Home Science Mercury transit 2019: Where, when and how to see a rare astronomical event Monday (even if it’s cloudy) – lehighvalleylive.com

Mercury transit 2019: Where, when and how to see a rare astronomical event Monday (even if it’s cloudy) – lehighvalleylive.com

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Don’t look now, but something special is going to happen in the sky on Monday, Nov. 11.

The transit of Mercury is a rare astronomical event where, from Earth’s point of view, the solar system’s innermost planet crosses the face of the sun. This solar sprint will take about 5.5 hours and won’t happen again for decades.

The 2019 Mercury transit will be visible to the entire East Coast – weather permitting – starting at 7:25 a.m. and will end just after 1 p.m.

The last Mercury transit was in 2016. It won’t happen again until 2032. The next one visible in the U.S. will be in 2049.

Martin Bernetti/AFP/Getty Images

A woman looks through a specially filtered telescope during the 2006 Mercury transit.

How to view Mercury transit

The transit of Mercury isn’t like a solar eclipse. There won’t be a noticeable dimming of the sun – which, by the way, you should never, ever look directly at without protection.

As Mercury transits the sun, the planet will appear as a very tiny dot against the huge disk of our star, so watching it will require a telescope or binoculars and special solar filters.

That’s not something most people have in their garage, so you might consider checking out local astronomy groups in your area. For example, the Lehigh Valley Amateur Astronomical Society is planning a watch event at Da Vinci Science Center in Allentown, and the United Astronomy Clubs of New Jersey will have a program at its facility in Jenny Jump State Forest.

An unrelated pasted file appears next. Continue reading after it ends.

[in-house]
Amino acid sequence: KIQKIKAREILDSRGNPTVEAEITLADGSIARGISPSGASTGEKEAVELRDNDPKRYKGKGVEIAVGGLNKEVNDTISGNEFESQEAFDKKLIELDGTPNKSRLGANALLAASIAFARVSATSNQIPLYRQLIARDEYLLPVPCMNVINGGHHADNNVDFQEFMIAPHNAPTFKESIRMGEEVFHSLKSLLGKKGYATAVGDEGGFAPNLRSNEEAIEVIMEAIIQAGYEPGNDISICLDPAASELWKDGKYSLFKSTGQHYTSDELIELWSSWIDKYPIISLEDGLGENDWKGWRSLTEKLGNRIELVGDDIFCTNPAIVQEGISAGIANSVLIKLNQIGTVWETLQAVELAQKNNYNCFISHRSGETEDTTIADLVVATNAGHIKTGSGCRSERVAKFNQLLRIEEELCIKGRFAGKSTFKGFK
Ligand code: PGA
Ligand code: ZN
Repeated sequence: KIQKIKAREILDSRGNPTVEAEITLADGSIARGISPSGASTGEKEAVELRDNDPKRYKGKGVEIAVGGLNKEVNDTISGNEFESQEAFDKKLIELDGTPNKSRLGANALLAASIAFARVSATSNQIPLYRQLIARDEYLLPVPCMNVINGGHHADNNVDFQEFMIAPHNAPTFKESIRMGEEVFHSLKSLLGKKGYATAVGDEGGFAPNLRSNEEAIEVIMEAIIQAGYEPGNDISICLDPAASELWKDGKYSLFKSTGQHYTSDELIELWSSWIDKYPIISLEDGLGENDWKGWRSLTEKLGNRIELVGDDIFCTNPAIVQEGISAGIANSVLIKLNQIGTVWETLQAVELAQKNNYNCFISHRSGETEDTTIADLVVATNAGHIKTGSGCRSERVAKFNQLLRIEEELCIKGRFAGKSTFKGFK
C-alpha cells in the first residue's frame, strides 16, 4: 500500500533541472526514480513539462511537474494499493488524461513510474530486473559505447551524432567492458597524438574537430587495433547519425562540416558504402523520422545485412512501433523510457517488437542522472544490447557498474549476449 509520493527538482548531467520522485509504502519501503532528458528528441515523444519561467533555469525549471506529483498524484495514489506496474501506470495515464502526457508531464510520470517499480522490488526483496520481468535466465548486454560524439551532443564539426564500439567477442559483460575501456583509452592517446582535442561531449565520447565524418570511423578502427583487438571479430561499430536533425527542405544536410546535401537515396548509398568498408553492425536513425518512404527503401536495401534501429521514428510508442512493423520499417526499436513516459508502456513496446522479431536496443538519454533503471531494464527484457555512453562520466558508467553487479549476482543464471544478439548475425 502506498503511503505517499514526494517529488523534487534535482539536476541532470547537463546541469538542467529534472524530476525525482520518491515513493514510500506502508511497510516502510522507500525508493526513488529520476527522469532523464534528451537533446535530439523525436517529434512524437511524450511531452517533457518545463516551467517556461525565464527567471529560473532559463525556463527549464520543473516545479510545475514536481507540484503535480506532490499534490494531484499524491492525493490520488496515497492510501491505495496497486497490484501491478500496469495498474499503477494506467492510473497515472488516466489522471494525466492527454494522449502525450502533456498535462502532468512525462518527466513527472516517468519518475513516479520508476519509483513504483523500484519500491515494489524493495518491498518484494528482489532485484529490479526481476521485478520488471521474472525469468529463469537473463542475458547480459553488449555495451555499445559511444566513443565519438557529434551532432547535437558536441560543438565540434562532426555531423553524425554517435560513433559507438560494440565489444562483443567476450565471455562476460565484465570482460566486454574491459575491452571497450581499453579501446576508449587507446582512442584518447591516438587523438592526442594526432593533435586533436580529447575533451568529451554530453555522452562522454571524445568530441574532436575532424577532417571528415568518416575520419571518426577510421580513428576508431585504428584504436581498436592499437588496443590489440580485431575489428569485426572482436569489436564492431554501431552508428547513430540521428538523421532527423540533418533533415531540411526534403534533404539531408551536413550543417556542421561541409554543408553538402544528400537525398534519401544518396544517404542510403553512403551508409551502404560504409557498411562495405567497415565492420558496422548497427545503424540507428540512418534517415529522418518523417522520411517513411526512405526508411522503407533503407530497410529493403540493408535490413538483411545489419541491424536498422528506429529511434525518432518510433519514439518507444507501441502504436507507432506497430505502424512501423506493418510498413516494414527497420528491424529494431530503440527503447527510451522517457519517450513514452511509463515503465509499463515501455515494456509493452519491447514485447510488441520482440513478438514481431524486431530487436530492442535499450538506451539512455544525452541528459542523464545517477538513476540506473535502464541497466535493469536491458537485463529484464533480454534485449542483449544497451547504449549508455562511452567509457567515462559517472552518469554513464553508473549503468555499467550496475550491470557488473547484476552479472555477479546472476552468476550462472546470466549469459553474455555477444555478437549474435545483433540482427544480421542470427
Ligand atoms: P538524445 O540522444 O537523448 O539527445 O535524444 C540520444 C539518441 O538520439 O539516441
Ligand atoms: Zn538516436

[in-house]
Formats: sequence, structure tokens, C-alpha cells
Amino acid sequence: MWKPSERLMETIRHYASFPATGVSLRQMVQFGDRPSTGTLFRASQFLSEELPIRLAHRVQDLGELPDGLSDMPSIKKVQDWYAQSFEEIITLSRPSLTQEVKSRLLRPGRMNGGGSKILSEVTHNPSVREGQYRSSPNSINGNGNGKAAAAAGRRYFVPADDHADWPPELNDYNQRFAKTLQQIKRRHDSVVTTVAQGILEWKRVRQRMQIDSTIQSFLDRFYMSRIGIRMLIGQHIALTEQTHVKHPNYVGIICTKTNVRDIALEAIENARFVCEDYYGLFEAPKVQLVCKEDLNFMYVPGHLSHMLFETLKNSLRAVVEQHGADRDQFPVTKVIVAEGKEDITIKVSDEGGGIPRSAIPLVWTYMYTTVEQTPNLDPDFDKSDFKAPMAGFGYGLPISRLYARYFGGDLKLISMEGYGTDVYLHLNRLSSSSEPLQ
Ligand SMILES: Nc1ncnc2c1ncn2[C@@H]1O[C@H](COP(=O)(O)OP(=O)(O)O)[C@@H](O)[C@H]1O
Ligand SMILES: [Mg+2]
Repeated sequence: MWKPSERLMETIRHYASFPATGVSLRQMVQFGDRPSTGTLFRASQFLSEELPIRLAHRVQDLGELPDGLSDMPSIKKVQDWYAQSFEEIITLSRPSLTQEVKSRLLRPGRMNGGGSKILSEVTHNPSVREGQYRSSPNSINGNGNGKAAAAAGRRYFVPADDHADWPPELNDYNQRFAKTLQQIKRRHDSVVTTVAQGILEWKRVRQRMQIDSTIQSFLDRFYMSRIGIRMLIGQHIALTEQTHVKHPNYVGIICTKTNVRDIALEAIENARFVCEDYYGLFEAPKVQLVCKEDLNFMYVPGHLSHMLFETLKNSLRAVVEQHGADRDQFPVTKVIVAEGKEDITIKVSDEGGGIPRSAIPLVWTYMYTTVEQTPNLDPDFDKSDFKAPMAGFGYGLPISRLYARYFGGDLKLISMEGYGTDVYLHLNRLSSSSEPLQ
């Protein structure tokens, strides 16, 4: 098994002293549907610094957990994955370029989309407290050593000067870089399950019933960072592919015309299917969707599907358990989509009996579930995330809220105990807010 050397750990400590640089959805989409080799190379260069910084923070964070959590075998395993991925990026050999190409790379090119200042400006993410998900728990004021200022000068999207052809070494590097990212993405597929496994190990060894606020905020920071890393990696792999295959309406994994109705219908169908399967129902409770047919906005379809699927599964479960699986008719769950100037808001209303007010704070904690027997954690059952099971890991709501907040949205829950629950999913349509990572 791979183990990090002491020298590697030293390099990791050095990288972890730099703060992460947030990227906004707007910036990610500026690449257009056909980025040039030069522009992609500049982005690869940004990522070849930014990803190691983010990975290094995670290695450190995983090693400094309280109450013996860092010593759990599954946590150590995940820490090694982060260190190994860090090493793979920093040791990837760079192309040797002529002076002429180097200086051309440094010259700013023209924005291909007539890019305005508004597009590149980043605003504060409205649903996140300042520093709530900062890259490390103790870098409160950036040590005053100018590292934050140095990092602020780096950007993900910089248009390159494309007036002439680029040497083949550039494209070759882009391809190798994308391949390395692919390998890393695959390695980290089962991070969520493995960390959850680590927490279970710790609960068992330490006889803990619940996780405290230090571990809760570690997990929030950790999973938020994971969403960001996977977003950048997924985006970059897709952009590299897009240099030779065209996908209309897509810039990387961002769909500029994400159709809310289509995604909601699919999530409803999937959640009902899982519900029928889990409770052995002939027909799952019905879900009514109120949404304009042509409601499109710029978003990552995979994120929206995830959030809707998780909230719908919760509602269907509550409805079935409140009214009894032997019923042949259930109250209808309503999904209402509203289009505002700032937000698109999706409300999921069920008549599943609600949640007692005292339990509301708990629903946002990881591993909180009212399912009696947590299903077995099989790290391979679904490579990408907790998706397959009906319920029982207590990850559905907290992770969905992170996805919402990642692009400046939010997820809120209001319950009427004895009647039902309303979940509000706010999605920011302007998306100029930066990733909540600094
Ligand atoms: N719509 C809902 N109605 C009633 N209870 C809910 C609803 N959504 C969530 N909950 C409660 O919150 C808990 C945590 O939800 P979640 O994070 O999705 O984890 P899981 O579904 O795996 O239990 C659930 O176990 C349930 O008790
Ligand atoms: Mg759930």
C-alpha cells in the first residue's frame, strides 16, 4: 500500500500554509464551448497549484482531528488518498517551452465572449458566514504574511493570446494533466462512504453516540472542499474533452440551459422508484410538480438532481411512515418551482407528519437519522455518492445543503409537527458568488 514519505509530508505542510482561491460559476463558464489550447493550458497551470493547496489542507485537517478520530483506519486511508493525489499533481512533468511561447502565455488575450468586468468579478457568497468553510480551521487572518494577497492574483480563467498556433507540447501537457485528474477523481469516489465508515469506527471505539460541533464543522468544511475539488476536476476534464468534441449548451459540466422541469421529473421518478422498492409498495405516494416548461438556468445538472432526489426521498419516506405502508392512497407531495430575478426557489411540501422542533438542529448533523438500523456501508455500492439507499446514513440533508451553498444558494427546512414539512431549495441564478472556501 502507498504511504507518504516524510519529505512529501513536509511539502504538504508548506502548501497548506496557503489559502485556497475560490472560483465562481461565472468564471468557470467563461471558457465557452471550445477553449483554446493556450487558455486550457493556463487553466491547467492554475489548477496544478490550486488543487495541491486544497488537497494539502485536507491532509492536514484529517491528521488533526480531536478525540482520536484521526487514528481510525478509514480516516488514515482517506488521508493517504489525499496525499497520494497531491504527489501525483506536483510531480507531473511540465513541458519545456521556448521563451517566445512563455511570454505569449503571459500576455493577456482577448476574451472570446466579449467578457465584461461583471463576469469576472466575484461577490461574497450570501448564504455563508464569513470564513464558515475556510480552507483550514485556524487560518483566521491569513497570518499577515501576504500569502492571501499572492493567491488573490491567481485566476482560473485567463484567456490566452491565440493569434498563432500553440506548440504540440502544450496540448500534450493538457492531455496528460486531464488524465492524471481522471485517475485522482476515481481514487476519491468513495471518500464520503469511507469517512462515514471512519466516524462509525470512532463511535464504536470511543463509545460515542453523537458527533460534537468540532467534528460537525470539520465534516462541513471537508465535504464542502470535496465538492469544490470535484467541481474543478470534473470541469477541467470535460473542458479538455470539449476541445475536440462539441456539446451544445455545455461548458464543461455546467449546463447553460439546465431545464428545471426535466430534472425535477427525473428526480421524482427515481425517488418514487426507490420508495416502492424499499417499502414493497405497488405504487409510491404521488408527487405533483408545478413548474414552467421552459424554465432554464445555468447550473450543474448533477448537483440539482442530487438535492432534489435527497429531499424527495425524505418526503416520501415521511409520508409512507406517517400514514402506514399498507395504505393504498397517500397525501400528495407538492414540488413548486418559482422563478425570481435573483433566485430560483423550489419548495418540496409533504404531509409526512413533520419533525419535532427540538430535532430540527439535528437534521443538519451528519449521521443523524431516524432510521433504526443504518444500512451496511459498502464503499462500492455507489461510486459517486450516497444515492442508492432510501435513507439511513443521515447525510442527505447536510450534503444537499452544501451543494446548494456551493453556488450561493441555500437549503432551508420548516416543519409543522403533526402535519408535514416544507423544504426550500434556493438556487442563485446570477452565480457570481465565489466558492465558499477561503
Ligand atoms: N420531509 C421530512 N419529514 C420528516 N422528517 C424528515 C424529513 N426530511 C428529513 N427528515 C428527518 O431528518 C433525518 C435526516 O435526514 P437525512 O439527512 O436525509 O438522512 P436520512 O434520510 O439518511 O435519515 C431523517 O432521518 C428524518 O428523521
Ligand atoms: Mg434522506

Mercury transit 2019 forecast AccuWeather

AccuWeather

The Mercury transit 2019 forecast by AccuWeather shows poor viewing conditions for much of the eastern U.S.

But the viewing obviously depends on clouds. Unfortunately, Lehigh Valley weather forecasts are calling for overcast skies. The outlook can change, of course, and maybe it will be possible to see the Mercury transit through some breaks in the clouds.

Just in case, a Mercury transit live stream will be available on Space.com and on the livestream.com channel of the Griffith Observatory in southern California.

Steve Novak may be reached at snovak@lehighvalleylive.com. Follow him on Twitter @SteveNovakLVL and Facebook. Find lehighvalleylive.com on Facebook.

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